A survey of voters undertaken by institutions and calculations by independent psephologists have indicated a surprising unanimity of possible scenarios post May 23 when the results of the Lok Sabha elections are declared — they show that the NDA is likely to have a pared down performance compared to 2014 while the UPA might not move into areas possibly vacated by the BJP-led alliance unless it finds new allies.

A study by the Centre for Socio-Economic and Political Research (CSEPR) in Delhi at the conclusion of Phase VI of polling suggests that the NDA as a pre-poll alliance could muster 231 seats as compared to 174 seats of the UPA, while calculations of the possible poll outcome by a well-known psephologist indicate similar numbers — 234 for the NDA and 169 for the UPA.

Another calculation made by a psephologist appears to anticipate that the tables could be turned on the NDA by the UPA — it suggests that the Congress and its allies could corner 287 seats as against the NDA’s 256. However, this calculation factors in possible post poll tie-ups for both the alliances.

It brackets the Trinamool Congress in West Bengal and the Bahujan Samaj Party-Samajwadi Party Mahagathbandhan in Uttar Pradesh with the Congress. There is no such tie-up now and these parties could add 80 seats to the UPA numbers, according to this calculation.

The calculation also places the YSR Congress Party in Andhra Pradesh, the Biju Janata Dal in Odisha and the Telangana Rashtra Samiti in Telangana on the same side as the NDA. Once again, there is no such tie-up at the moment, and if these three parties were to join the NDA, they would together add 50 seats to the NDA numbers, according to this calculation. The Congress party’s own tally is likely to be 117 seats and the BJP’s 168 seats, the forecast made by this psephologist appears to indicate.

While these surveys and calculations are undertaken professionally and scientifically, they are often considered speculative in accurately predicting voter behaviour.

The CSEPR suggests that in Uttar Pradesh, the NDA could get about 30 seats, the UPA about 5 seats and the mahagathbandhan about 45 seats. These are exactly the figures anticipated in the calculations made by the second psephologist — 30 seats for the NDA, five for the Congress and 45 for the Mahagathbandhan. But as he places the Mahagathbandhan as a Congress ally, the tally for Congress and allies is placed at 50 seats. The calculations made by the first psephologist are also along these lines in Uttar Pradesh — 28 for the NDA, four for the UPA and 48 for the Mahagathbandhan.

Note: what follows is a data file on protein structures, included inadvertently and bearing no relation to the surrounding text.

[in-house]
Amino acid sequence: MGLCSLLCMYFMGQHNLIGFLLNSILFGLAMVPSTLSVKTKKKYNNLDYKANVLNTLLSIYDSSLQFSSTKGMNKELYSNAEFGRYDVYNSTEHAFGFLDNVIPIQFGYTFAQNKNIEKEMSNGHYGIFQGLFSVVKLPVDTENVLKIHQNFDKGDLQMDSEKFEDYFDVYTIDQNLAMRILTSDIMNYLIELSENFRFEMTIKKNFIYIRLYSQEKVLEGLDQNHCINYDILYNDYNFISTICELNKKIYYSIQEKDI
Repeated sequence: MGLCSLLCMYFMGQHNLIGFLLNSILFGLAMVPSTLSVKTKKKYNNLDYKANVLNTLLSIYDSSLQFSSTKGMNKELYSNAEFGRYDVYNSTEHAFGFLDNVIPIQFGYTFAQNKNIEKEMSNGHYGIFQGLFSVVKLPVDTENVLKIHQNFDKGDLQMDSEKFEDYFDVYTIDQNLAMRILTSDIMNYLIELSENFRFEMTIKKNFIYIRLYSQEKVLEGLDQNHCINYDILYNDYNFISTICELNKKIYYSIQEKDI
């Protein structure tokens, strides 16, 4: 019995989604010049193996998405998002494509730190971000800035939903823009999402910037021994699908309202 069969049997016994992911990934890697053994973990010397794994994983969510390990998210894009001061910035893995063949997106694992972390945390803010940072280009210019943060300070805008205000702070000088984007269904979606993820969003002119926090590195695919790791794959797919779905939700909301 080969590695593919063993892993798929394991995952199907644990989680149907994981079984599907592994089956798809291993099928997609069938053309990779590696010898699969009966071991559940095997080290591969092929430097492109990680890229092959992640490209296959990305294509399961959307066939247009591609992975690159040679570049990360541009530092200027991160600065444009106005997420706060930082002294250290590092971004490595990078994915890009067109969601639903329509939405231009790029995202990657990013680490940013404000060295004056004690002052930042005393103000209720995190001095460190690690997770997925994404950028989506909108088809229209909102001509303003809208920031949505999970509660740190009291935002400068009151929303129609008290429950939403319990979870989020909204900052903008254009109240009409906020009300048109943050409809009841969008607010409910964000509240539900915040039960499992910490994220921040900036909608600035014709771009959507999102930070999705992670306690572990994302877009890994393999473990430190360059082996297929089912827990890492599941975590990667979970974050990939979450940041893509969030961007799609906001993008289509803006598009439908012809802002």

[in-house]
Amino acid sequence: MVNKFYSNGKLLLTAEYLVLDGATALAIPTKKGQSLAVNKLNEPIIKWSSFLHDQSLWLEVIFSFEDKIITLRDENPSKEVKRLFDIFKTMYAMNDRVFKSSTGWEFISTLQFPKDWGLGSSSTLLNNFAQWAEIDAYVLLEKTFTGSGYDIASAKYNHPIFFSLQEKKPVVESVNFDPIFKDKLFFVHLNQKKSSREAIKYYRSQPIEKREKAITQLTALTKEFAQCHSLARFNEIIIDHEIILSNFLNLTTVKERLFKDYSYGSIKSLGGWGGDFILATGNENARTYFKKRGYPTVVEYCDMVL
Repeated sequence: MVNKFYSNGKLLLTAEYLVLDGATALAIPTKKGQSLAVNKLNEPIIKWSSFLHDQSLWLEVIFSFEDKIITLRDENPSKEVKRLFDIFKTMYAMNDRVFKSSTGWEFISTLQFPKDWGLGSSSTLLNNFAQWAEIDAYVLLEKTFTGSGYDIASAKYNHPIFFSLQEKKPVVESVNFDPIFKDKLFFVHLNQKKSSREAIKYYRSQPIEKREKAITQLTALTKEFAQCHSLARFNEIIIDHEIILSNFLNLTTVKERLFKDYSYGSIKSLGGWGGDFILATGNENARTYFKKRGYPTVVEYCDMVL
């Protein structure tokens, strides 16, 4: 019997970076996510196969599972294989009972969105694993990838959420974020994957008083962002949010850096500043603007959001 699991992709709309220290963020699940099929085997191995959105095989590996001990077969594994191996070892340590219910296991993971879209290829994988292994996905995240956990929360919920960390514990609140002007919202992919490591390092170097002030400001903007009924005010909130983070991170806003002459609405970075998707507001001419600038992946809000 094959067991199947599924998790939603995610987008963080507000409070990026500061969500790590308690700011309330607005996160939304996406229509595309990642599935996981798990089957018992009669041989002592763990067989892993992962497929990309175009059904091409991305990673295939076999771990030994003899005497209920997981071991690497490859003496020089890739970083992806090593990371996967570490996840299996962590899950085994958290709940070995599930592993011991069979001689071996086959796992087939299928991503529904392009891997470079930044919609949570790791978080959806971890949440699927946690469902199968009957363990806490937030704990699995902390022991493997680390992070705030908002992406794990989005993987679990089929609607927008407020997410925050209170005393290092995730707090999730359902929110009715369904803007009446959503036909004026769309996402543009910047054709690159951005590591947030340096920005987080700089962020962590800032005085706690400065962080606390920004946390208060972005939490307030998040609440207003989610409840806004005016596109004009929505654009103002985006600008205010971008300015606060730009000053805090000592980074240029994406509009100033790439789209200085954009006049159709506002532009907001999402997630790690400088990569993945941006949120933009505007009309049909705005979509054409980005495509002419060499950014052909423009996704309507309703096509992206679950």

For the big battleground of West Bengal, where the main fight is between the Trinamool Congress and the BJP, the CSEPR survey says that the BJP would do much better than in 2014 and is likely to get eight seats against two last time, while the Trinamool Congress is likely to get 32 seats and the Congress with allies a distant two seats.

The calculation by the first psephologist says that the BJP could get nine seats, the Trinamool Congress 31 seats and the Congress alliance two seats. The second psephologist’s calculations gives much more to the Trinamool Congress — 35 seats — and the Congress one seat, and the BJP alliance six seats. However, because he places the Trinamool Congress in the Congress camp, the alliance’s tally is put at 36 seats.

The subtext in this is that if these calculations and surveys indeed prove right, the BJP would have increased its vote share in Bengal and that would give the Trinamool Congress much room for worry because it would provide the BJP the launch pad for growth in the state. The BJP had got 17 per cent of the votes in the 2014 general elections but this had dropped to 10.16 per cent in the state Assembly elections in 2016.

The CSEPR indicates that in Bihar, the BJP and the Janata Dal-United could get 22 of the 40 seats while the Congress-Rashtriya Janata Dal alliance is likely to get the remaining 18 seats. The calculation by the first psephologist also favours the NDA, giving it 25 seats and the UPA 15, while the second psephologist places the NDA and the UPA tallies at 20 seats each.

In Maharashtra, which has 48 seats — the highest after Uttar Pradesh — the CSEPR survey suggests that the BJP-Shiv Sena combine will get 34 seats while the Congress-Nationalist Congress Party combine will get 14 seats. The calculations by both psephologists say that the NDA could get 28 seats and the UPA 20 seats in the state. (IANS)